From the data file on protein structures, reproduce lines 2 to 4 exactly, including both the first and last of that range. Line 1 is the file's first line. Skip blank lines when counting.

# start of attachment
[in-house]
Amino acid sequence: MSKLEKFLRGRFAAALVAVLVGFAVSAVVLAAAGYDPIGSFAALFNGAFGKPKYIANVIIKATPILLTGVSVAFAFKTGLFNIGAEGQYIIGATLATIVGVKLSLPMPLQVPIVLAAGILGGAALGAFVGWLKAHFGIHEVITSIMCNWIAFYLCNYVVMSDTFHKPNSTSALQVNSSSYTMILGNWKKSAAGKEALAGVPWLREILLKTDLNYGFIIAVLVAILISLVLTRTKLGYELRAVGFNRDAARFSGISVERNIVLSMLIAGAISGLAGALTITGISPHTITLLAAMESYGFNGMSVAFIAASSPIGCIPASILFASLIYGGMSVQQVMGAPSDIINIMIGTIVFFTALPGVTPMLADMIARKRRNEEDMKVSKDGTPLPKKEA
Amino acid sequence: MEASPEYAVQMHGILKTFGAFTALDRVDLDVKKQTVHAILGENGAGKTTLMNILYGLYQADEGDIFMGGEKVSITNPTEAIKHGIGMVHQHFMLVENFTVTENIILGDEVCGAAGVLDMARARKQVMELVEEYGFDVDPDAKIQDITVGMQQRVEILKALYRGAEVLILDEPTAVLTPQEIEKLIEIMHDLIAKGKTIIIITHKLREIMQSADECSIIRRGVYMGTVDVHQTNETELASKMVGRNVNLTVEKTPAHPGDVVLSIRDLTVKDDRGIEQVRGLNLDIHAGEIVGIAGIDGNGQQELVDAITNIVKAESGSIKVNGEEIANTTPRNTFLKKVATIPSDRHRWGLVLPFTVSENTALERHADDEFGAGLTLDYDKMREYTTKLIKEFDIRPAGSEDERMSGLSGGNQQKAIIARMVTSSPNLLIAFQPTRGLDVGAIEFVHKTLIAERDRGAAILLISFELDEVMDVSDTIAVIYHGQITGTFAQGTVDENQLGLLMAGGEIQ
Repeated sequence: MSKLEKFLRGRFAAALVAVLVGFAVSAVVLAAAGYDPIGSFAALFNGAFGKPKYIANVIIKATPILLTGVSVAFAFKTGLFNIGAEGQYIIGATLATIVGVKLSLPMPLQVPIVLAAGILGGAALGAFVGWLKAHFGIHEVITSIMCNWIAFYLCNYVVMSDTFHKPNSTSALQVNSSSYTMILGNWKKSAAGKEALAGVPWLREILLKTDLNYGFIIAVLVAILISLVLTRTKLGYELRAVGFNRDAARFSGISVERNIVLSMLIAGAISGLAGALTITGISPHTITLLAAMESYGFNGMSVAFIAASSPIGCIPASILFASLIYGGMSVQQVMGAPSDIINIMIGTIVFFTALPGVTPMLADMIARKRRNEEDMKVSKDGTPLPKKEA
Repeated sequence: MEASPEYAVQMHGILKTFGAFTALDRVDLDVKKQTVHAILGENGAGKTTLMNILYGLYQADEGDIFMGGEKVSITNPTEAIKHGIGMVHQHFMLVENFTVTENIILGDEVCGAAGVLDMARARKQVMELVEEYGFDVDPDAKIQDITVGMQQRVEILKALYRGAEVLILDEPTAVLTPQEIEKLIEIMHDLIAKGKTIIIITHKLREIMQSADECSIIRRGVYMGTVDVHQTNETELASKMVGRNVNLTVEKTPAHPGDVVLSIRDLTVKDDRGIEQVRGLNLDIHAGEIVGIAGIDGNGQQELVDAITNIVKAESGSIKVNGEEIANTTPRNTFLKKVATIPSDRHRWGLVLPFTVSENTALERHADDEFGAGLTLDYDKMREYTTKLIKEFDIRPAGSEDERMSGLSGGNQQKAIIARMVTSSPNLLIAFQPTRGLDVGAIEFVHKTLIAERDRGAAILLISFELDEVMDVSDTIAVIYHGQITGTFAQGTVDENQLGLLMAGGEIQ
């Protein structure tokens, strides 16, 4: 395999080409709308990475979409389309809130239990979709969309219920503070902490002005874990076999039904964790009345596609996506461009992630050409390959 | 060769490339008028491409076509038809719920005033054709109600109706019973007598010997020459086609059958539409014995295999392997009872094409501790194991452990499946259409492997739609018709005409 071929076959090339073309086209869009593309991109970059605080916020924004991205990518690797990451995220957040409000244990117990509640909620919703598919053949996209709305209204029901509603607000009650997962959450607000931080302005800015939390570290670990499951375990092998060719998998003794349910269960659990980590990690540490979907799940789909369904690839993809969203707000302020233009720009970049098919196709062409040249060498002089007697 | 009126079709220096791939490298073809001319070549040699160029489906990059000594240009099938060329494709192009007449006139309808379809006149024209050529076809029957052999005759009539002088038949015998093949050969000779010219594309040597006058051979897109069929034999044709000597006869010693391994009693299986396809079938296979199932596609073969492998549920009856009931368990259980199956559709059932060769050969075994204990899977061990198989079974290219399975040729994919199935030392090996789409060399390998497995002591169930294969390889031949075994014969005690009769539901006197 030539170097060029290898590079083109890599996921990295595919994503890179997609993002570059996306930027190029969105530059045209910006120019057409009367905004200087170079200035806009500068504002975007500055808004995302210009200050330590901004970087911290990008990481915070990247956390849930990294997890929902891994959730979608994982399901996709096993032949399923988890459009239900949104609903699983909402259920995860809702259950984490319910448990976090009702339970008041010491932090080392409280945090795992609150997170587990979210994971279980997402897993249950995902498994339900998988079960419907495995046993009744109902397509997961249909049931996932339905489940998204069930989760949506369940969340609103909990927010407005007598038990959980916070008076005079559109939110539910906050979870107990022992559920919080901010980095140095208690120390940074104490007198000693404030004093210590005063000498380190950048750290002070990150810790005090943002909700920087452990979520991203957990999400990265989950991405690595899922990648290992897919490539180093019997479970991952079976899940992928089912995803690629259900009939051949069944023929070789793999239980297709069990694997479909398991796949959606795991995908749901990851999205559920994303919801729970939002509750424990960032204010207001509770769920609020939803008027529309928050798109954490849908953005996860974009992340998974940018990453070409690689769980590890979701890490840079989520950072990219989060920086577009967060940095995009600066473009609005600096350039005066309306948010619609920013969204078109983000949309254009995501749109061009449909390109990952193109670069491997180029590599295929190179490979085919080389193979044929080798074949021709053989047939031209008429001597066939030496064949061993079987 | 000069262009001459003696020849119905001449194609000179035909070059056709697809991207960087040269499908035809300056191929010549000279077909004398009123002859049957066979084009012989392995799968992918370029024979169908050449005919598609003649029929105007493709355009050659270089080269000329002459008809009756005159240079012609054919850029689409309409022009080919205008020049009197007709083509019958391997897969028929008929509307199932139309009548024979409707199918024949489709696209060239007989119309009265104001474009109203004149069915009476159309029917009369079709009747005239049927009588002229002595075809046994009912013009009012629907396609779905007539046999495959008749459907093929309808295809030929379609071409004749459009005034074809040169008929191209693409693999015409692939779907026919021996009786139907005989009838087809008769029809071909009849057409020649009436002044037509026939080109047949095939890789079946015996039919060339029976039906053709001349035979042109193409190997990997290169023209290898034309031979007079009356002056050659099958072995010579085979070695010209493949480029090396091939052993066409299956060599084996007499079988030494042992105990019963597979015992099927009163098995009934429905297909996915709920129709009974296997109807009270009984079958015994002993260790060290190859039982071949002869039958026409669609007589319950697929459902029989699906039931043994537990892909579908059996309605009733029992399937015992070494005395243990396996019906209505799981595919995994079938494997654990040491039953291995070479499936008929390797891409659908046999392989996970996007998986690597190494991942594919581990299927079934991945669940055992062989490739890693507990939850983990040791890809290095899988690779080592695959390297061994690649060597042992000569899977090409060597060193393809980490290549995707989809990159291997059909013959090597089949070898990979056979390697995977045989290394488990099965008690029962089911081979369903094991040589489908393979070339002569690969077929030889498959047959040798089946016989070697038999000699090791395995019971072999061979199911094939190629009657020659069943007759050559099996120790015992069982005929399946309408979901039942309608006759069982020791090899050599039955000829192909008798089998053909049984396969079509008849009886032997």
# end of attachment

Amino acid sequence: MSKLEKFLRGRFAAALVAVLVGFAVSAVVLAAAGYDPIGSFAALFNGAFGKPKYIANVIIKATPILLTGVSVAFAFKTGLFNIGAEGQYIIGATLATIVGVKLSLPMPLQVPIVLAAGILGGAALGAFVGWLKAHFGIHEVITSIMCNWIAFYLCNYVVMSDTFHKPNSTSALQVNSSSYTMILGNWKKSAAGKEALAGVPWLREILLKTDLNYGFIIAVLVAILISLVLTRTKLGYELRAVGFNRDAARFSGISVERNIVLSMLIAGAISGLAGALTITGISPHTITLLAAMESYGFNGMSVAFIAASSPIGCIPASILFASLIYGGMSVQQVMGAPSDIINIMIGTIVFFTALPGVTPMLADMIARKRRNEEDMKVSKDGTPLPKKEA
Amino acid sequence: MEASPEYAVQMHGILKTFGAFTALDRVDLDVKKQTVHAILGENGAGKTTLMNILYGLYQADEGDIFMGGEKVSITNPTEAIKHGIGMVHQHFMLVENFTVTENIILGDEVCGAAGVLDMARARKQVMELVEEYGFDVDPDAKIQDITVGMQQRVEILKALYRGAEVLILDEPTAVLTPQEIEKLIEIMHDLIAKGKTIIIITHKLREIMQSADECSIIRRGVYMGTVDVHQTNETELASKMVGRNVNLTVEKTPAHPGDVVLSIRDLTVKDDRGIEQVRGLNLDIHAGEIVGIAGIDGNGQQELVDAITNIVKAESGSIKVNGEEIANTTPRNTFLKKVATIPSDRHRWGLVLPFTVSENTALERHADDEFGAGLTLDYDKMREYTTKLIKEFDIRPAGSEDERMSGLSGGNQQKAIIARMVTSSPNLLIAFQPTRGLDVGAIEFVHKTLIAERDRGAAILLISFELDEVMDVSDTIAVIYHGQITGTFAQGTVDENQLGLLMAGGEIQ
Repeated sequence: MSKLEKFLRGRFAAALVAVLVGFAVSAVVLAAAGYDPIGSFAALFNGAFGKPKYIANVIIKATPILLTGVSVAFAFKTGLFNIGAEGQYIIGATLATIVGVKLSLPMPLQVPIVLAAGILGGAALGAFVGWLKAHFGIHEVITSIMCNWIAFYLCNYVVMSDTFHKPNSTSALQVNSSSYTMILGNWKKSAAGKEALAGVPWLREILLKTDLNYGFIIAVLVAILISLVLTRTKLGYELRAVGFNRDAARFSGISVERNIVLSMLIAGAISGLAGALTITGISPHTITLLAAMESYGFNGMSVAFIAASSPIGCIPASILFASLIYGGMSVQQVMGAPSDIINIMIGTIVFFTALPGVTPMLADMIARKRRNEEDMKVSKDGTPLPKKEA